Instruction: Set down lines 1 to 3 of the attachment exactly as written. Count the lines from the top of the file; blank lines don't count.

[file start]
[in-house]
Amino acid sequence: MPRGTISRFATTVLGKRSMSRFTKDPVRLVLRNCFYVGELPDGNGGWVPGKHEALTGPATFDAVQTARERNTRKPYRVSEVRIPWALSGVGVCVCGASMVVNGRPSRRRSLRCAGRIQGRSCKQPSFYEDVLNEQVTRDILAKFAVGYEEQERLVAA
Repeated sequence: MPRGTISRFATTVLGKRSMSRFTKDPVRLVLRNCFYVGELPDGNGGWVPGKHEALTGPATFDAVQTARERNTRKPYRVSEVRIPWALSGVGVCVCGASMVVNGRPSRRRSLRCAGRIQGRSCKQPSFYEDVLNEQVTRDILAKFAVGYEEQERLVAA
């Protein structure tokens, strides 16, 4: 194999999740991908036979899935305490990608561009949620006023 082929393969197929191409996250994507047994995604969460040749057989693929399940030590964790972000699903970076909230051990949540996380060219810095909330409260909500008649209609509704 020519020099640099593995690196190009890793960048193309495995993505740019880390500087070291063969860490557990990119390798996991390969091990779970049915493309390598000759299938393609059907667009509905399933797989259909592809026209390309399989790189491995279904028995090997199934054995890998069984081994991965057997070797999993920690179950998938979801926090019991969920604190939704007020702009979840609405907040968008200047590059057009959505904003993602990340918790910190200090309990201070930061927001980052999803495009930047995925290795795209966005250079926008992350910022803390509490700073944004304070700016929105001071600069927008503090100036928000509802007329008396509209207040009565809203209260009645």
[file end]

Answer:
[in-house]
Amino acid sequence: MPRGTISRFATTVLGKRSMSRFTKDPVRLVLRNCFYVGELPDGNGGWVPGKHEALTGPATFDAVQTARERNTRKPYRVSEVRIPWALSGVGVCVCGASMVVNGRPSRRRSLRCAGRIQGRSCKQPSFYEDVLNEQVTRDILAKFAVGYEEQERLVAA
Repeated sequence: MPRGTISRFATTVLGKRSMSRFTKDPVRLVLRNCFYVGELPDGNGGWVPGKHEALTGPATFDAVQTARERNTRKPYRVSEVRIPWALSGVGVCVCGASMVVNGRPSRRRSLRCAGRIQGRSCKQPSFYEDVLNEQVTRDILAKFAVGYEEQERLVAA